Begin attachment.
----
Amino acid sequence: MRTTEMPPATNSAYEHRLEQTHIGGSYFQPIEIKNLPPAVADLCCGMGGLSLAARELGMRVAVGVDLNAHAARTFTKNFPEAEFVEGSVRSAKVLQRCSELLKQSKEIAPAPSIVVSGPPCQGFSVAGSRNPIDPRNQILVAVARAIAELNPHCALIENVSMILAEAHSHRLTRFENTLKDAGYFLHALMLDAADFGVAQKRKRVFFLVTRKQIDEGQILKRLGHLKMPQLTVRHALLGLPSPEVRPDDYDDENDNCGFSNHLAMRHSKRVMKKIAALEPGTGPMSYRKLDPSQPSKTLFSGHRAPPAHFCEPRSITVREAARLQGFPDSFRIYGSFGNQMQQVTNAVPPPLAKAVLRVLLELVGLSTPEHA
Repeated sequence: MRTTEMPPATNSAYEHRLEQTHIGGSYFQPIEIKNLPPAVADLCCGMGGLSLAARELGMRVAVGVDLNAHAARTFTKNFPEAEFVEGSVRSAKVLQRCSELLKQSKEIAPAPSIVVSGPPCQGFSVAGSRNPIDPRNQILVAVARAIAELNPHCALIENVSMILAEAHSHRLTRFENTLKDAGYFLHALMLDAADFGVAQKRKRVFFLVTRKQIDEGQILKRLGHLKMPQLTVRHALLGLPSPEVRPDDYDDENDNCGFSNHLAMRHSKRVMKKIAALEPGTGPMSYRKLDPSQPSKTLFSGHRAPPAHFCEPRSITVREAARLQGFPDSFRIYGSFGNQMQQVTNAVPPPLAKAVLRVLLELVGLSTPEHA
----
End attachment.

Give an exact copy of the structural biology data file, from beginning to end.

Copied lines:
Amino acid sequence: MRTTEMPPATNSAYEHRLEQTHIGGSYFQPIEIKNLPPAVADLCCGMGGLSLAARELGMRVAVGVDLNAHAARTFTKNFPEAEFVEGSVRSAKVLQRCSELLKQSKEIAPAPSIVVSGPPCQGFSVAGSRNPIDPRNQILVAVARAIAELNPHCALIENVSMILAEAHSHRLTRFENTLKDAGYFLHALMLDAADFGVAQKRKRVFFLVTRKQIDEGQILKRLGHLKMPQLTVRHALLGLPSPEVRPDDYDDENDNCGFSNHLAMRHSKRVMKKIAALEPGTGPMSYRKLDPSQPSKTLFSGHRAPPAHFCEPRSITVREAARLQGFPDSFRIYGSFGNQMQQVTNAVPPPLAKAVLRVLLELVGLSTPEHA
Repeated sequence: MRTTEMPPATNSAYEHRLEQTHIGGSYFQPIEIKNLPPAVADLCCGMGGLSLAARELGMRVAVGVDLNAHAARTFTKNFPEAEFVEGSVRSAKVLQRCSELLKQSKEIAPAPSIVVSGPPCQGFSVAGSRNPIDPRNQILVAVARAIAELNPHCALIENVSMILAEAHSHRLTRFENTLKDAGYFLHALMLDAADFGVAQKRKRVFFLVTRKQIDEGQILKRLGHLKMPQLTVRHALLGLPSPEVRPDDYDDENDNCGFSNHLAMRHSKRVMKKIAALEPGTGPMSYRKLDPSQPSKTLFSGHRAPPAHFCEPRSITVREAARLQGFPDSFRIYGSFGNQMQQVTNAVPPPLAKAVLRVLLELVGLSTPEHA